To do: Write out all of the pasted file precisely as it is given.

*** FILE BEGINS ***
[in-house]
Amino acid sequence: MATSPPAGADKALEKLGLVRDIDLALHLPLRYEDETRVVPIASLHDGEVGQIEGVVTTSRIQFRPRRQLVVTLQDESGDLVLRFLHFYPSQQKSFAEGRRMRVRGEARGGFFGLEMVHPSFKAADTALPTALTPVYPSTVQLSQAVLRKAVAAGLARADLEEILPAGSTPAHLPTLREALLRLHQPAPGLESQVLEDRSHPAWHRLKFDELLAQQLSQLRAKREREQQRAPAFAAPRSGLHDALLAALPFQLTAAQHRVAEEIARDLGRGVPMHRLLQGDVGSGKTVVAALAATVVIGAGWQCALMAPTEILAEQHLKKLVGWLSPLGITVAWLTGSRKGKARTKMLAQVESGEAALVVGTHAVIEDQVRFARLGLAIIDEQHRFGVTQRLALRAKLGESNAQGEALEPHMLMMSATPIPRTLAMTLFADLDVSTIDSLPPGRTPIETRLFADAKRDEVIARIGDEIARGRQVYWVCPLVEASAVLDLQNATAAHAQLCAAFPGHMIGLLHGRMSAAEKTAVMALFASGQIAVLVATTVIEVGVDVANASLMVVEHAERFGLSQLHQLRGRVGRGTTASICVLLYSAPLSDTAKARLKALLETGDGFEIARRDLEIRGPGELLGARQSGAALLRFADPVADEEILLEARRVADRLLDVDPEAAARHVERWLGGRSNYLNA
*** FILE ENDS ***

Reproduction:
[in-house]
Amino acid sequence: MATSPPAGADKALEKLGLVRDIDLALHLPLRYEDETRVVPIASLHDGEVGQIEGVVTTSRIQFRPRRQLVVTLQDESGDLVLRFLHFYPSQQKSFAEGRRMRVRGEARGGFFGLEMVHPSFKAADTALPTALTPVYPSTVQLSQAVLRKAVAAGLARADLEEILPAGSTPAHLPTLREALLRLHQPAPGLESQVLEDRSHPAWHRLKFDELLAQQLSQLRAKREREQQRAPAFAAPRSGLHDALLAALPFQLTAAQHRVAEEIARDLGRGVPMHRLLQGDVGSGKTVVAALAATVVIGAGWQCALMAPTEILAEQHLKKLVGWLSPLGITVAWLTGSRKGKARTKMLAQVESGEAALVVGTHAVIEDQVRFARLGLAIIDEQHRFGVTQRLALRAKLGESNAQGEALEPHMLMMSATPIPRTLAMTLFADLDVSTIDSLPPGRTPIETRLFADAKRDEVIARIGDEIARGRQVYWVCPLVEASAVLDLQNATAAHAQLCAAFPGHMIGLLHGRMSAAEKTAVMALFASGQIAVLVATTVIEVGVDVANASLMVVEHAERFGLSQLHQLRGRVGRGTTASICVLLYSAPLSDTAKARLKALLETGDGFEIARRDLEIRGPGELLGARQSGAALLRFADPVADEEILLEARRVADRLLDVDPEAAARHVERWLGGRSNYLNA